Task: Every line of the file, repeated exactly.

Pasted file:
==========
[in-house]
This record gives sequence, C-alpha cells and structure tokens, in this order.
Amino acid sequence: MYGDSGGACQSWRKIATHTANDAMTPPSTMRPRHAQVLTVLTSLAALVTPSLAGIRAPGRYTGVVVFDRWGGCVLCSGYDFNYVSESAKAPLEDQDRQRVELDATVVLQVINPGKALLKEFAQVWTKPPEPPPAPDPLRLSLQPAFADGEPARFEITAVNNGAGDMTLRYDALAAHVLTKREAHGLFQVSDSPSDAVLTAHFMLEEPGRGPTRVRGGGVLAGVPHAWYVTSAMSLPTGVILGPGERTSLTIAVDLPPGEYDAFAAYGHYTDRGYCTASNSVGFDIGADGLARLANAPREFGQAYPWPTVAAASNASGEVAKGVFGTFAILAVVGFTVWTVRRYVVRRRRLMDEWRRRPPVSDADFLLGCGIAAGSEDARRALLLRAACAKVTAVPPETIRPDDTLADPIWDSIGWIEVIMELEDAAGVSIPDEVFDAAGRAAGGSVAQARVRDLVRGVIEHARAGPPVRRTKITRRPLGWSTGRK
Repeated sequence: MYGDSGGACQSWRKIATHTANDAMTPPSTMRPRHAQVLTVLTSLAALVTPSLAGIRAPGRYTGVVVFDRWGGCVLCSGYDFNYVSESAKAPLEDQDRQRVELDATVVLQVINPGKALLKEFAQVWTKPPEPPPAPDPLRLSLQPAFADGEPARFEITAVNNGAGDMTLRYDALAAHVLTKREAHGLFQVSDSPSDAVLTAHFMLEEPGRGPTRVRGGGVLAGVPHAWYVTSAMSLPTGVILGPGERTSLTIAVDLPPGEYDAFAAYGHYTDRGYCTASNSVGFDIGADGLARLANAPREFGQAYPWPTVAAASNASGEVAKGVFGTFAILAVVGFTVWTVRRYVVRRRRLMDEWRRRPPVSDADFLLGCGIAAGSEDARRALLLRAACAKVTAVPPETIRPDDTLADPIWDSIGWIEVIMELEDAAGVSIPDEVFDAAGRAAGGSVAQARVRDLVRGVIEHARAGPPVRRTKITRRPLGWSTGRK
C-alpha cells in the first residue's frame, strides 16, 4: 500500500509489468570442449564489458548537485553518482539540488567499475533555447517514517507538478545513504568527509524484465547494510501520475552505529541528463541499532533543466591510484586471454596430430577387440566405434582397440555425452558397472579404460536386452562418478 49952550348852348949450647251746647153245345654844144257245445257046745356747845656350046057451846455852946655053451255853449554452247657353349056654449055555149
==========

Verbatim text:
[in-house]
This record gives sequence, C-alpha cells and structure tokens, in this order.
Amino acid sequence: MYGDSGGACQSWRKIATHTANDAMTPPSTMRPRHAQVLTVLTSLAALVTPSLAGIRAPGRYTGVVVFDRWGGCVLCSGYDFNYVSESAKAPLEDQDRQRVELDATVVLQVINPGKALLKEFAQVWTKPPEPPPAPDPLRLSLQPAFADGEPARFEITAVNNGAGDMTLRYDALAAHVLTKREAHGLFQVSDSPSDAVLTAHFMLEEPGRGPTRVRGGGVLAGVPHAWYVTSAMSLPTGVILGPGERTSLTIAVDLPPGEYDAFAAYGHYTDRGYCTASNSVGFDIGADGLARLANAPREFGQAYPWPTVAAASNASGEVAKGVFGTFAILAVVGFTVWTVRRYVVRRRRLMDEWRRRPPVSDADFLLGCGIAAGSEDARRALLLRAACAKVTAVPPETIRPDDTLADPIWDSIGWIEVIMELEDAAGVSIPDEVFDAAGRAAGGSVAQARVRDLVRGVIEHARAGPPVRRTKITRRPLGWSTGRK
Repeated sequence: MYGDSGGACQSWRKIATHTANDAMTPPSTMRPRHAQVLTVLTSLAALVTPSLAGIRAPGRYTGVVVFDRWGGCVLCSGYDFNYVSESAKAPLEDQDRQRVELDATVVLQVINPGKALLKEFAQVWTKPPEPPPAPDPLRLSLQPAFADGEPARFEITAVNNGAGDMTLRYDALAAHVLTKREAHGLFQVSDSPSDAVLTAHFMLEEPGRGPTRVRGGGVLAGVPHAWYVTSAMSLPTGVILGPGERTSLTIAVDLPPGEYDAFAAYGHYTDRGYCTASNSVGFDIGADGLARLANAPREFGQAYPWPTVAAASNASGEVAKGVFGTFAILAVVGFTVWTVRRYVVRRRRLMDEWRRRPPVSDADFLLGCGIAAGSEDARRALLLRAACAKVTAVPPETIRPDDTLADPIWDSIGWIEVIMELEDAAGVSIPDEVFDAAGRAAGGSVAQARVRDLVRGVIEHARAGPPVRRTKITRRPLGWSTGRK
C-alpha cells in the first residue's frame, strides 16, 4: 500500500509489468570442449564489458548537485553518482539540488567499475533555447517514517507538478545513504568527509524484465547494510501520475552505529541528463541499532533543466591510484586471454596430430577387440566405434582397440555425452558397472579404460536386452562418478 49952550348852348949450647251746647153245345654844144257245445257046745356747845656350046057451846455852946655053451255853449554452247657353349056654449055555149